Cigarette makers, FDA clash over new graphic ads

WASHINGTON Wed Sep 21, 2011 5:22pm EDT

New graphic cigarette packaging, released by the U.S. Food and Drug Administration June 21, 2011, shows a varied collection of dead bodies, diseased lungs and a man on a ventilator were among the graphic images for revamped U.S. tobacco labels, unveiled by health officials who hope the warnings will help smokers quit. REUTERS/U.S. Food and Drug Administration/Handout

New graphic cigarette packaging, released by the U.S. Food and Drug Administration June 21, 2011, shows a varied collection of dead bodies, diseased lungs and a man on a ventilator were among the graphic images for revamped U.S. tobacco labels, unveiled by health officials who hope the warnings will help smokers quit.

Credit: Reuters/U.S. Food and Drug Administration/Handout

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WASHINGTON (Reuters) - Cigarette makers clashed with regulators in U.S. federal court over new graphic labels and advertising that use pictures of rotting teeth and diseased lungs to warn consumers about the risks of smoking.

The tobacco industry asked Judge Richard Leon on Wednesday for a temporary injunction to block the U.S. Food and Drug Administration's requirement for the labels, pending a final decision on whether the labels are constitutional.

The Obama administration argued, however, that the companies would not suffer irreparable harm without a preliminary injunction.

The labels are part of a 2009 law passed by Congress that requires color warnings on cigarette packages and on printed advertising, which already carry text warnings from the U.S. Surgeon General.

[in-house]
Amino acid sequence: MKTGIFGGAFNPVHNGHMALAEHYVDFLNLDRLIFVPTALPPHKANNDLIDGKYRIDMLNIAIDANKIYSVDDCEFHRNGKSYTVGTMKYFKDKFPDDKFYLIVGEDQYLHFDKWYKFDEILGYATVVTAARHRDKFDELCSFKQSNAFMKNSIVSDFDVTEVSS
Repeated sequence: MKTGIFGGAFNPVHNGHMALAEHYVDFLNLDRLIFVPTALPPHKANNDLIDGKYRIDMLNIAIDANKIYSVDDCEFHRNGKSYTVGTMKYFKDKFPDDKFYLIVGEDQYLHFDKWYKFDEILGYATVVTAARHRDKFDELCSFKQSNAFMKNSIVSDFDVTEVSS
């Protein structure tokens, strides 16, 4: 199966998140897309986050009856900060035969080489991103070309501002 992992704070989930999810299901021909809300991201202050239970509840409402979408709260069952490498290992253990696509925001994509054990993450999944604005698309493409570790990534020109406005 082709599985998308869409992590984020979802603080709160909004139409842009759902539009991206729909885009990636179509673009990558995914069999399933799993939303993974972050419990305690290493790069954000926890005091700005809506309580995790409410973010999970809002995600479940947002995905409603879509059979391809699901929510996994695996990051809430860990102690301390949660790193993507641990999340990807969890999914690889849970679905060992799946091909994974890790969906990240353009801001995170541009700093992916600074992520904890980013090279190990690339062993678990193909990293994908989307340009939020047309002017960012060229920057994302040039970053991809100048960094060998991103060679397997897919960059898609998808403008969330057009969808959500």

The industry says the new graphic warnings, due to go into effect by September 2012, force them to "engage in anti-smoking advocacy" on the government's behalf.

"Never before has the government required the maker of a lawful product to tell consumers not to buy it," said Noel Francisco, a lawyer arguing on behalf of R.J. Reynolds Tobacco Co.

"The government can tell people how to live," said Floyd Abrams, a prominent First Amendment specialist also representing the tobacco industry. "But they can't force people who sell tobacco to be their mouthpieces."

SHOCK VALUE

Francisco said the pictures were chosen for their shock value, and not because they reduced the rate of smoking or better informed consumers about its dangers.

"If you tell people what they already know over and over again, in flashy letters and big color pictures, it doesn't cause a reduction in smoking," he said.

Reynolds American Inc's R.J. Reynolds unit, Lorillard Inc , Liggett Group LLC and Commonwealth Brands Inc, owned by Britain's Imperial Tobacco Group Plc, sued the FDA over the labels.

They have argued they need a quick ruling because they would have to start in November or December and spend millions of dollars to comply with the requirements. Justice Department attorneys said the money was a small fraction of the companies' net sales.

Government attorneys also said the graphic labels conveyed the dangers of smoking more effectively than words alone, and were necessary to stop more people from smoking, especially teenagers.